The Cardinals were rebuilding after their seventh place finish, and had traded for the 20 year-old Curt Flood to roam center field. So Cimoli found himself in a Pirates uniform in 1960, traded for pitcher Ronnie Kline. It helped that the scout who originally signed him, Howie Haak, was then with Pittsburgh.
Joe Brown got Cimoli to play as a fourth outfielder behind Roberto Clemente, Bob Skinner, and Bill Virdon. The hope was that he would push Virdon, and he did share considerable time with him during the season, getting 77 starts, mainly in center. Cimoli hit .267 with 28 RBI in 307 at-bats.
Though a regular season part-timer, he played in all seven games of the World Series against the Yankees, thanks primarily to a thumb injury suffered by Skinner. Cimoli batted a pedestrian .250 with one RBI in 20 at-bats. But he came up big when it counted.
Skinner was back in the starting lineup for game seven, and Cimoli came off the bench in the eighth inning to pinch-hit for Elroy Face with the Pirates down 7-4. His Texas-League single off Bobby Shantz started a rally that was capped by Hal Smith's three-run homer that put the Pirates ahead, 9-7. We know how that one finished, hey?
Cimoli had the quote of the Series after the game when he told the plaid clad Gunner, Bob Prince, on live national television, that "They (the Yankees) broke all the records, and we won the game."
Fame is fleeting and fickle, though. Cimoli only appeared in 21 games for the Pirates in 1961, batting .299, when he was dealt to the Milwaukee Braves in June for Johnny Logan. He was the first player from the 1960 World Series team to be traded.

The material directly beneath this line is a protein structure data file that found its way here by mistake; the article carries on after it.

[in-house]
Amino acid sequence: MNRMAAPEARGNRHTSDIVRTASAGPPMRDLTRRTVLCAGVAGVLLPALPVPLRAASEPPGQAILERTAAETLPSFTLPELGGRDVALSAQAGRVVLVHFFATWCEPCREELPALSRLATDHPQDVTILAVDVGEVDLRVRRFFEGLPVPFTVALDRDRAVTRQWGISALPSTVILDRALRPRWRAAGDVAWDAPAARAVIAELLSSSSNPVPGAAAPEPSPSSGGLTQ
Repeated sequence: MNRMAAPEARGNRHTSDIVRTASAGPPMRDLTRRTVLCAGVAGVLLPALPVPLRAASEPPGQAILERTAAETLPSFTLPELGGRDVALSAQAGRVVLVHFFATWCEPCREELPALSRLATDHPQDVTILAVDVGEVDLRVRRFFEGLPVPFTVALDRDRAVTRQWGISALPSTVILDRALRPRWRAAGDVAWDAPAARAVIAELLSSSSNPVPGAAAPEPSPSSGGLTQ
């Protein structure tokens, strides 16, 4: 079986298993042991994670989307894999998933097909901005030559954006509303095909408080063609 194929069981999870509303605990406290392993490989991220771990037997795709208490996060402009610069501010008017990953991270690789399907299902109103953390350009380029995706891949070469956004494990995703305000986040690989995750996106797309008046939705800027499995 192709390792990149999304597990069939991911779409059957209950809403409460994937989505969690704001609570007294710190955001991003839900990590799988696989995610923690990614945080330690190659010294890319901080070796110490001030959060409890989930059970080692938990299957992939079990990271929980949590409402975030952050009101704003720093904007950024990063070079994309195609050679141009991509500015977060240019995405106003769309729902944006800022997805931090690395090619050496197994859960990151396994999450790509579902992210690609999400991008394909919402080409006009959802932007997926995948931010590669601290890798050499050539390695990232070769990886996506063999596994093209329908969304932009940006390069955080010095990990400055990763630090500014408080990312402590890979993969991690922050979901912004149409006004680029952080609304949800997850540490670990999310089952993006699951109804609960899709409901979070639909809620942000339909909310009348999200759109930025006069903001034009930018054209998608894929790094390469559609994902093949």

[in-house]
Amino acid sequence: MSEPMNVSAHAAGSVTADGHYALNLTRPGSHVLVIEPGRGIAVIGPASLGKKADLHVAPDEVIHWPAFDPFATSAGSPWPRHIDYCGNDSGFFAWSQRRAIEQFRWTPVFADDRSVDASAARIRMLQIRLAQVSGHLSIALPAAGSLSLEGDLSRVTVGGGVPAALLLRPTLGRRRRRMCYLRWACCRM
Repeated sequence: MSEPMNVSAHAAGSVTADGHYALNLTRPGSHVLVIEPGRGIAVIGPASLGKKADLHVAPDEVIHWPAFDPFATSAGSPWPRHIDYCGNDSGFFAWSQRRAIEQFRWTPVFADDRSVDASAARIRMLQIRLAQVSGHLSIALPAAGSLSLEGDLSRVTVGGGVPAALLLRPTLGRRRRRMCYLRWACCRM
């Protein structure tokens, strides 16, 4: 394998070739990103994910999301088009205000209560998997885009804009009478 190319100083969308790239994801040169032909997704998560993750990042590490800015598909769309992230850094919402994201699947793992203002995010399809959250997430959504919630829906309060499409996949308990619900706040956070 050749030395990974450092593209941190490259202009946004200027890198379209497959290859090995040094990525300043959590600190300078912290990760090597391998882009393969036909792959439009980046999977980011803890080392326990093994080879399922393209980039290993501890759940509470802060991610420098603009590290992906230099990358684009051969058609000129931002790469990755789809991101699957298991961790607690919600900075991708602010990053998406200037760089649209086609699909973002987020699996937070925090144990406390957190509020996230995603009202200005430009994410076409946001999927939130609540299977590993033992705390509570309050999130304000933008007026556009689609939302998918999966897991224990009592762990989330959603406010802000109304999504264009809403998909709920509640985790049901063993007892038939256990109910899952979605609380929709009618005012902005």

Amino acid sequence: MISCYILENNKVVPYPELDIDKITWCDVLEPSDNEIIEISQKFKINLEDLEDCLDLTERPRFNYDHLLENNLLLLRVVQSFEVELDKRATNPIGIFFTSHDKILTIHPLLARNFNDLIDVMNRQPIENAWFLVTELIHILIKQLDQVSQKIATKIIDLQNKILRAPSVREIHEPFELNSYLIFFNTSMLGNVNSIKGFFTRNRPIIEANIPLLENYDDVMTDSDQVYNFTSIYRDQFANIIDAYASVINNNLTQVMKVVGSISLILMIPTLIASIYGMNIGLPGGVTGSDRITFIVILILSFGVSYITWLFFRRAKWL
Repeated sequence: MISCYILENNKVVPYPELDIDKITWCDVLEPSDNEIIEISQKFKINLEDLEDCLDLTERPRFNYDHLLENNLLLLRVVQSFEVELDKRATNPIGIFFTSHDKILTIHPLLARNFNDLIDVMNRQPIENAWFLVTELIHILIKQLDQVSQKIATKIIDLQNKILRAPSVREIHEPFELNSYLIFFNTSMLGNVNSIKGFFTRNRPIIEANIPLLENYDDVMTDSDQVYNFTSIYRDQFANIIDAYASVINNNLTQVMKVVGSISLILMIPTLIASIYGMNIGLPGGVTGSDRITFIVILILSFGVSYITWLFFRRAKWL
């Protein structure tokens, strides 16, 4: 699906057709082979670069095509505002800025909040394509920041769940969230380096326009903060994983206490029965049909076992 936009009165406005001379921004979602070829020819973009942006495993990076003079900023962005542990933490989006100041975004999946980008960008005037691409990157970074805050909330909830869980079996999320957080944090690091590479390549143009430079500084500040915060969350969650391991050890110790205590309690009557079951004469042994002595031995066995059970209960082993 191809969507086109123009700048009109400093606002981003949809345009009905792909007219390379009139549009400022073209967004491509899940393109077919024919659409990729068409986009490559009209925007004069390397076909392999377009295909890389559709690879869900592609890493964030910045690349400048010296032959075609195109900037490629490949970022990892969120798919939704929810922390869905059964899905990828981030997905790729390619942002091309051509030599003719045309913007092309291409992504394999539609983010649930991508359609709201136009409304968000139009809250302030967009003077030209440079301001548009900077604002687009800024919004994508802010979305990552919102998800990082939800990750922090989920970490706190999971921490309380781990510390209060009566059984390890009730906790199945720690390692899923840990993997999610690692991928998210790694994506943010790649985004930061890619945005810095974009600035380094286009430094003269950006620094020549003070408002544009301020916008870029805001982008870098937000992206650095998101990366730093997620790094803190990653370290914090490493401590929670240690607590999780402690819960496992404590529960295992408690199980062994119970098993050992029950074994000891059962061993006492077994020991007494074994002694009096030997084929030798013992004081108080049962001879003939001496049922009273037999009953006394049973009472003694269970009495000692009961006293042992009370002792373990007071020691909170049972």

The Braves were set in the outfield with Hank Aaron, Lee Maye, and the former Pirate Frank Thomas, so Cimoli found himself a third wheel again. Used as a defensive sub, he hit just .197 in 37 games, and was headed out of another town.
The Kansas City Athletics drafted him as a Rule 5 player, and he was a regular for the club in both 1962 and 1963. During the first campaign, he hit .275 with 10 home runs and a league-leading 15 triples. The following season, he hit .263 with 11 triples, which was fourth in the league. But he faded quickly after those two solid years.
The A's released Cimoli early in the 1964 season, and he caught on with the Baltimore Orioles. The next year was his last, spent with with the California Angels. He played sparingly those two years and appeared in his final game on May 7th, 1965.
After retiring from baseball, Cimoli worked as a driver for United Parcel Service. In 1990, the company honored him for 21 years of service without an accident, calling him "The Lou Gehrig of UPS." After hearing his new title, he told the people at his presentation that "If I could hit like Gehrig, I wouldn't be here now."
He spent his off hours as a North Beach regular, playing cards at the San Francisco Italian Athletic Club and telling old war stories while chewing on a stogie. And he had a lot of tales to share; stories of his exploits were even included in Carl Erksine and Jim Brosnan books
Gino Cimoli was never a star, and only one team, the Dodgers, even rostered him for as long as three full campaigns. But he was a key part of the Pirates iconic 1960 World Series team during both the season and championship run, and he'll always be remembered for the part he played in bringing the title to Pittsburgh.